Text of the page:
There seem to be stereotypes of both eastern, more rural Oregon, and the western, more urban region of the state. The typical stereotype of western Oregon is that residents are more politically liberal, distant from open wilderness, and that the dense population in Portland, Salem, and Eugene has a strong sway in the statewide politics. Stereotypes about eastern Oregon usually are that it is politically conservative. For example, an article in the New York Times reads: “Oregon is well known for the sharp divide between its more liberal and populated west and its rural east.” However, our evaluation of Oregonians’ opinions regarding the global, regional, and local situations hint that western and eastern Oregon are more similar ideologically than some might believe.

Like there are similar threads of discussion between intentional and non-intentional communities, rural and urban Oregonians appear to discuss similar themes. In both places, residents touch on nature, spirituality, and community in similar ways. Oregonians discuss nature in a few different contexts – nature as regenerative for people who appreciate it, as aesthetically something to appreciate, and as something that needs to be preserved for it’s inherent qualities. Participants in our interviews touch on ecological sustainability when they discuss the future of the world, region, and local area. People in rural and urban areas also touch on spirituality by discussing their connectedness to religion, nature, community, and people. Finally, residents of both areas emphasize the importance of community and reliance on others.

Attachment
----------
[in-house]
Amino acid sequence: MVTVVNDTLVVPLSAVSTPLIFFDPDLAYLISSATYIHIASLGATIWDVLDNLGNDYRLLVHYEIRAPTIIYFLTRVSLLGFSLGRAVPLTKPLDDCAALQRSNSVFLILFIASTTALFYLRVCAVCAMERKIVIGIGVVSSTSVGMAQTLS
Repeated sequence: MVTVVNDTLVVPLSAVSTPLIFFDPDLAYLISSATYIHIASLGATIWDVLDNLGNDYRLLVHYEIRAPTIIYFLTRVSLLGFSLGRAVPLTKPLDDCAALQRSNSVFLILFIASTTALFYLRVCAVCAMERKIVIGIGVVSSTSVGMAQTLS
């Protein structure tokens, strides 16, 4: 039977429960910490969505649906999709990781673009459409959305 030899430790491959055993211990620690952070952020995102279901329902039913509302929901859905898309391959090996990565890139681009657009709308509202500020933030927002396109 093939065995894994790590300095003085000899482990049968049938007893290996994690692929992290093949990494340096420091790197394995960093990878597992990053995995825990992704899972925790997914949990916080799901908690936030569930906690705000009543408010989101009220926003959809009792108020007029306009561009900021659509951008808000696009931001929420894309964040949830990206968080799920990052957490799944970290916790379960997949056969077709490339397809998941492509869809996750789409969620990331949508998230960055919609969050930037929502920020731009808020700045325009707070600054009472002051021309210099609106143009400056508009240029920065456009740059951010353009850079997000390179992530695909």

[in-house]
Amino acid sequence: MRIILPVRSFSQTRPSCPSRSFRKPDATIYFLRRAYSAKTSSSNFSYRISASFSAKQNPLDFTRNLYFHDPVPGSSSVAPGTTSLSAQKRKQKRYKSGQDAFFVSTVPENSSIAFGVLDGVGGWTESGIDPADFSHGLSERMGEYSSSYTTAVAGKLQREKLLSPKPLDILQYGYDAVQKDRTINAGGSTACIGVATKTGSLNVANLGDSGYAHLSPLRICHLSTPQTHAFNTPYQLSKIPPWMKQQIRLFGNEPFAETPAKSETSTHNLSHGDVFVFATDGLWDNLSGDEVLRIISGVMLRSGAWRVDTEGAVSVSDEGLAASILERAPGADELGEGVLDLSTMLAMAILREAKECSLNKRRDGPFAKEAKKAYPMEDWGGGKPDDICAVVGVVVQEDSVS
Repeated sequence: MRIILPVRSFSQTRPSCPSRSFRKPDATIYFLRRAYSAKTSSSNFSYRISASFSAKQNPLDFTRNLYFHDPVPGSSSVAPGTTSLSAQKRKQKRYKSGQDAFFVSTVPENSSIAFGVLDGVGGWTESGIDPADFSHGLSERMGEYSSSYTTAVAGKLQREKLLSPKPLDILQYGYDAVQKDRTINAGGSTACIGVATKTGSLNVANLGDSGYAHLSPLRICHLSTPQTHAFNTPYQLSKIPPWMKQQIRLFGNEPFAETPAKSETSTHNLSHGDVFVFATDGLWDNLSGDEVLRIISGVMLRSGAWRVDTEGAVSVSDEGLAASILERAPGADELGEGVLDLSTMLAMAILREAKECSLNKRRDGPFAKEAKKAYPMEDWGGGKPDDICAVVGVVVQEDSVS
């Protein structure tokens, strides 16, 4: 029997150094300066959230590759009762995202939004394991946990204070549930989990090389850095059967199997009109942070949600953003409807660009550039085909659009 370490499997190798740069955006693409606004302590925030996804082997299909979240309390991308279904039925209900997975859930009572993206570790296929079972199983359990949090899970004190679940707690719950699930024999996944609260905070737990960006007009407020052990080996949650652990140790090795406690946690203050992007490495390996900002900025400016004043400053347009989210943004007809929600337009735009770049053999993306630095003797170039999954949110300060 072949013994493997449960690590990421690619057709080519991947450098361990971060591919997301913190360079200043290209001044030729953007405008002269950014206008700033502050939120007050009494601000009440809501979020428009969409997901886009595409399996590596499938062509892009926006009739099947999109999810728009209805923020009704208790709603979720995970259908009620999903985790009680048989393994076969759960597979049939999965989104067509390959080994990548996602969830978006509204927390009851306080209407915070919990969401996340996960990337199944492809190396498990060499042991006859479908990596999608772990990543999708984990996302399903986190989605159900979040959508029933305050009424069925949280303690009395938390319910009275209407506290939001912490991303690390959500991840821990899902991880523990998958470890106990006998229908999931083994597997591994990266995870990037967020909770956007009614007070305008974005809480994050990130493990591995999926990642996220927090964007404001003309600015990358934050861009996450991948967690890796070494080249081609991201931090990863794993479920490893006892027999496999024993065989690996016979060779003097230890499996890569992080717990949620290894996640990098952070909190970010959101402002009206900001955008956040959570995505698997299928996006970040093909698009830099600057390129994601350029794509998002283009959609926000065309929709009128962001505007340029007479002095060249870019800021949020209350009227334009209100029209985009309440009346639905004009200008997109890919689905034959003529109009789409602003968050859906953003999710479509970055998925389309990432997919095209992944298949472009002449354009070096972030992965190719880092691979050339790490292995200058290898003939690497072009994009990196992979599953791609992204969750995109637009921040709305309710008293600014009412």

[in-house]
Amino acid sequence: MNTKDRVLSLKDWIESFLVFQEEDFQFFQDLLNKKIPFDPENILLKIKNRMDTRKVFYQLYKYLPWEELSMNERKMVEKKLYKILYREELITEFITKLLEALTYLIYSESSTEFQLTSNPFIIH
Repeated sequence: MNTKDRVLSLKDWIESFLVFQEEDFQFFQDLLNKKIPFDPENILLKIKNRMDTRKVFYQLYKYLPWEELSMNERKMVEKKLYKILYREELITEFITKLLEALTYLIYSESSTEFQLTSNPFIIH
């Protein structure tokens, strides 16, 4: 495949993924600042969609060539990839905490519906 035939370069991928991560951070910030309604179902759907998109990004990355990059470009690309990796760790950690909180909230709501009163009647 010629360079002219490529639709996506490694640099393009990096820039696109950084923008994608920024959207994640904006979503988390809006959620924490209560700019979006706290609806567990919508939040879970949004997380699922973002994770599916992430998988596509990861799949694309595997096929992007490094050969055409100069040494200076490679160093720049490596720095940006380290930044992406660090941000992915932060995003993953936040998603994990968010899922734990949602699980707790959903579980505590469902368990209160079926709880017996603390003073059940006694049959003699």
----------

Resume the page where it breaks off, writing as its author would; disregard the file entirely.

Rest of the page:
While this commentary is still anecdotal, the parallel conversations had by rural and urban Oregonians don’t simply ascribe to the “liberal and populated west” and “rural east” label. These conversations, much of which relate to political topics, show that ideologically urban and rural Oregon are, perhaps, not so different.

1 Oct 2008, 8:56am
interviews researcher perspective
by Meagan Nuss
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Do People Always Spoil Utopia?